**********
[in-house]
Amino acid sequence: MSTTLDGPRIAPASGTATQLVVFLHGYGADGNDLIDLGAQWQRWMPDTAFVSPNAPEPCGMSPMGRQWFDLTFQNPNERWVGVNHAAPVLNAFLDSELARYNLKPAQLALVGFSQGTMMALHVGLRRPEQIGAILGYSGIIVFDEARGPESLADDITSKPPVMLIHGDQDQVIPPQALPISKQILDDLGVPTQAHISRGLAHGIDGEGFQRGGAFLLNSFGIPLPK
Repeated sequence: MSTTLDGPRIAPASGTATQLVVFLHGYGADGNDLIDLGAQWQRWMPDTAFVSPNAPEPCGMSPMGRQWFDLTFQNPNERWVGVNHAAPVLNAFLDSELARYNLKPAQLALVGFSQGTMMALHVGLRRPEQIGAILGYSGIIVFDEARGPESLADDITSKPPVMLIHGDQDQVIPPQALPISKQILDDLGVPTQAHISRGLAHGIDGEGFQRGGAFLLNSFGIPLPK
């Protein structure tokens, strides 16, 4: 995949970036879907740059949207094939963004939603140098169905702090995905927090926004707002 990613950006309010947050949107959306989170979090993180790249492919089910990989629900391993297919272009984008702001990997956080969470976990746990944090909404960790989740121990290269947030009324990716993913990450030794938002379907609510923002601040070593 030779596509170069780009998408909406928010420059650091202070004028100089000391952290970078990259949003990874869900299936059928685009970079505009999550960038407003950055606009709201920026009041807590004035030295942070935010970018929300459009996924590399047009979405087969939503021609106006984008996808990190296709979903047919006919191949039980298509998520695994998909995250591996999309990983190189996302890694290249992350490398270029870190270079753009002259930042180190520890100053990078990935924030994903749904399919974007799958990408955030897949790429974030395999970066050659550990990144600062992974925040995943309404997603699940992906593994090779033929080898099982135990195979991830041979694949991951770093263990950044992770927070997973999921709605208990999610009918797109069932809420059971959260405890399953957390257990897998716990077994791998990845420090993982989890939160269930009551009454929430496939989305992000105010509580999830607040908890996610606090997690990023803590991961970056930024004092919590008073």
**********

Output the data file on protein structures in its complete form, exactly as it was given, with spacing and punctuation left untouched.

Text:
[in-house]
Amino acid sequence: MSTTLDGPRIAPASGTATQLVVFLHGYGADGNDLIDLGAQWQRWMPDTAFVSPNAPEPCGMSPMGRQWFDLTFQNPNERWVGVNHAAPVLNAFLDSELARYNLKPAQLALVGFSQGTMMALHVGLRRPEQIGAILGYSGIIVFDEARGPESLADDITSKPPVMLIHGDQDQVIPPQALPISKQILDDLGVPTQAHISRGLAHGIDGEGFQRGGAFLLNSFGIPLPK
Repeated sequence: MSTTLDGPRIAPASGTATQLVVFLHGYGADGNDLIDLGAQWQRWMPDTAFVSPNAPEPCGMSPMGRQWFDLTFQNPNERWVGVNHAAPVLNAFLDSELARYNLKPAQLALVGFSQGTMMALHVGLRRPEQIGAILGYSGIIVFDEARGPESLADDITSKPPVMLIHGDQDQVIPPQALPISKQILDDLGVPTQAHISRGLAHGIDGEGFQRGGAFLLNSFGIPLPK
């Protein structure tokens, strides 16, 4: 995949970036879907740059949207094939963004939603140098169905702090995905927090926004707002 990613950006309010947050949107959306989170979090993180790249492919089910990989629900391993297919272009984008702001990997956080969470976990746990944090909404960790989740121990290269947030009324990716993913990450030794938002379907609510923002601040070593 030779596509170069780009998408909406928010420059650091202070004028100089000391952290970078990259949003990874869900299936059928685009970079505009999550960038407003950055606009709201920026009041807590004035030295942070935010970018929300459009996924590399047009979405087969939503021609106006984008996808990190296709979903047919006919191949039980298509998520695994998909995250591996999309990983190189996302890694290249992350490398270029870190270079753009002259930042180190520890100053990078990935924030994903749904399919974007799958990408955030897949790429974030395999970066050659550990990144600062992974925040995943309404997603699940992906593994090779033929080898099982135990195979991830041979694949991951770093263990950044992770927070997973999921709605208990999610009918797109069932809420059971959260405890399953957390257990897998716990077994791998990845420090993982989890939160269930009551009454929430496939989305992000105010509580999830607040908890996610606090997690990023803590991961970056930024004092919590008073």